Do you take days off?

Not this week I don’t (laughs).  I just relax how anyone else relaxes, I don’t go hillwalking or rock climbing or anything, just because I work 14-15 hours a day. Time off is when I just crash and do as little as possible really.

You went to Australia for five years. Why?

I went to work there. I travelled for three weeks, I went up the east coast as far as Cairns and then I flew back to Sydney. Living out of a rucksack and sharing dorm rooms just wasn’t for me.

Was that a positive experience for you, moving away and living on the other side of the world?

Massively, because I had to grow up. I went when I was about 22, and I left when I was 27. Between 22 and 27, as a chef, is a really important time, as it is I think in any career, because that is when you learn if you are actually good at it or not.

And that’s the time I spent in Australia. The food  over there was so far ahead of what we were doing over here. I went in 1999 and they were all about local, seasonal – they had to be because back then, in Sydney, they couldn’t just fly figs in from Italy for example, as the cost would have been so prohibitive. They were all about local, seasonal, but Scotland had fallen away from that then – although we are coming back to it now.

My trip was a huge influence for my career, because I had to survive over there. I couldn’t just phone mummy and say, “can you pay my rent”, because you are on the other side of the world.

I was there to learn as much as I could and it was a hugely positive experience.

markbookYour book Perceptions took over a year to make. Were there any moments when you were overwhelmed?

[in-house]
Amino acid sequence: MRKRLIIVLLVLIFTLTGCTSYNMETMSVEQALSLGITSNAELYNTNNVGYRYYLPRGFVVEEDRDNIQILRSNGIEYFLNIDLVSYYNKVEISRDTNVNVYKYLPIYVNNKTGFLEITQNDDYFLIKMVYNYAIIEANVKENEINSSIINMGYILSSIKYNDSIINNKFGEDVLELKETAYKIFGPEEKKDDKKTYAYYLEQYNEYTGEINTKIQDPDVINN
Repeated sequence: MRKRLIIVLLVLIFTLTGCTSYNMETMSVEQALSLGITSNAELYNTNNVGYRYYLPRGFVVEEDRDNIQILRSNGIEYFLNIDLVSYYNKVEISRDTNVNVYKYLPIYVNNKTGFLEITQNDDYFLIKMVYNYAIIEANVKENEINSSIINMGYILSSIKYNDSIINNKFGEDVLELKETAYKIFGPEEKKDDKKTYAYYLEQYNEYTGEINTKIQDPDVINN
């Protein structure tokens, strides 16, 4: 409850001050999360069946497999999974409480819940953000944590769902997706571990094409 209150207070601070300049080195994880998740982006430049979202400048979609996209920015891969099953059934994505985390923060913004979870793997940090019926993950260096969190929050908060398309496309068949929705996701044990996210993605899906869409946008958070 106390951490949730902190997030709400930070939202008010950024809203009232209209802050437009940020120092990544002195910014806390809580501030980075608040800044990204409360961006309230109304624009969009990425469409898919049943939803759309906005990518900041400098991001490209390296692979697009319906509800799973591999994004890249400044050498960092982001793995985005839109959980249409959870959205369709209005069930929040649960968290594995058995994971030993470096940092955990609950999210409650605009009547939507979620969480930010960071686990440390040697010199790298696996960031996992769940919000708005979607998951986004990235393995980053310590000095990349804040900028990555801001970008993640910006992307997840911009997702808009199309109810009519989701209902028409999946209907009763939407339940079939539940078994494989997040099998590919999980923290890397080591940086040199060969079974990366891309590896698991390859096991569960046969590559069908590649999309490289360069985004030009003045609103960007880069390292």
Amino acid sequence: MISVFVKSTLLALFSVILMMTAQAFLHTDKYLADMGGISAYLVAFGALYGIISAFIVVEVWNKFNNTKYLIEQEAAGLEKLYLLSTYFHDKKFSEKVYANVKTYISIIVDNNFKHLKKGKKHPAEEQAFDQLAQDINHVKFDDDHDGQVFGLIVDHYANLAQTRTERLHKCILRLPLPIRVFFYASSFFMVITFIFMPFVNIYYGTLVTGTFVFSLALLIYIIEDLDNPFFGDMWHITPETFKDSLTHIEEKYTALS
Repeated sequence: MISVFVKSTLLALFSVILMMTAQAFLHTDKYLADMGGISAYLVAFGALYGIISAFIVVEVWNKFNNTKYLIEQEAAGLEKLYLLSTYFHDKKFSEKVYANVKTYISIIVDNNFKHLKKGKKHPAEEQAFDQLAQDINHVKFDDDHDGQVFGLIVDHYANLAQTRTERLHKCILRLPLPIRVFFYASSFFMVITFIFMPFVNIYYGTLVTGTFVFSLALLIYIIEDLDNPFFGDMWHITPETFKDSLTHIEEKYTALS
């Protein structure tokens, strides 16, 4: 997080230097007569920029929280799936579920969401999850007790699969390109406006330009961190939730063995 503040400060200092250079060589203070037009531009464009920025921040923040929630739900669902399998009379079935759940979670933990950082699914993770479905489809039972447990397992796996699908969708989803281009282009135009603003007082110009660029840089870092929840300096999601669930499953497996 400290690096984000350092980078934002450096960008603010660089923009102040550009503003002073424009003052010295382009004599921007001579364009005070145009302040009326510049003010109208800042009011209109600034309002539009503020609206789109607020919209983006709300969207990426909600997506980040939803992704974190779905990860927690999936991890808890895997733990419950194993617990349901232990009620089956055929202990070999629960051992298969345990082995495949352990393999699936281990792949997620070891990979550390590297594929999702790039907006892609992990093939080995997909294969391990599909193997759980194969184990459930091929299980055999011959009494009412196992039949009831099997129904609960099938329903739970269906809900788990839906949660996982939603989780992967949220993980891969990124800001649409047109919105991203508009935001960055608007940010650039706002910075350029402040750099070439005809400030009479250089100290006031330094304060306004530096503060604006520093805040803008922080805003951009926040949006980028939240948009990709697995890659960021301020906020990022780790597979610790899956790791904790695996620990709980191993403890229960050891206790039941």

I think with the whole process of writing a book, you go through every emotion, because at first you think, “Oh my god that’s a huge amount of recipes”, then when you actually start pulling them together you think, “Well, that’s not as much as I thought”, then  when you are half way through the photoshoot you think, “This is looking amazing”, and then you do another couple of photoshoots and another couple of recipes and you think, “Oh have I done enough? Is it going to be good enough?” You doubt yourself.

What kept pushing you forward?

Deadlines (laughs). We had committed to doing it. We never ever thought about giving up, definitely not.

It’s all about Scottish produce and how to cook it, which is something you are very passionate about… did this come from your time in Australia?

I think I had to leave Scotland to appreciate what we’ve got here. Because the whole ethos in Australia is local, seasonal – they are very proud of Australian-owned, Australian-made – when I came back I was looking at what we’ve got and I was thinking, “Wait a minute, these products are being shipped all over the world and they are amazing. Why are we not doing more with them, why are we not using them?”. So yeah, it had a huge effect.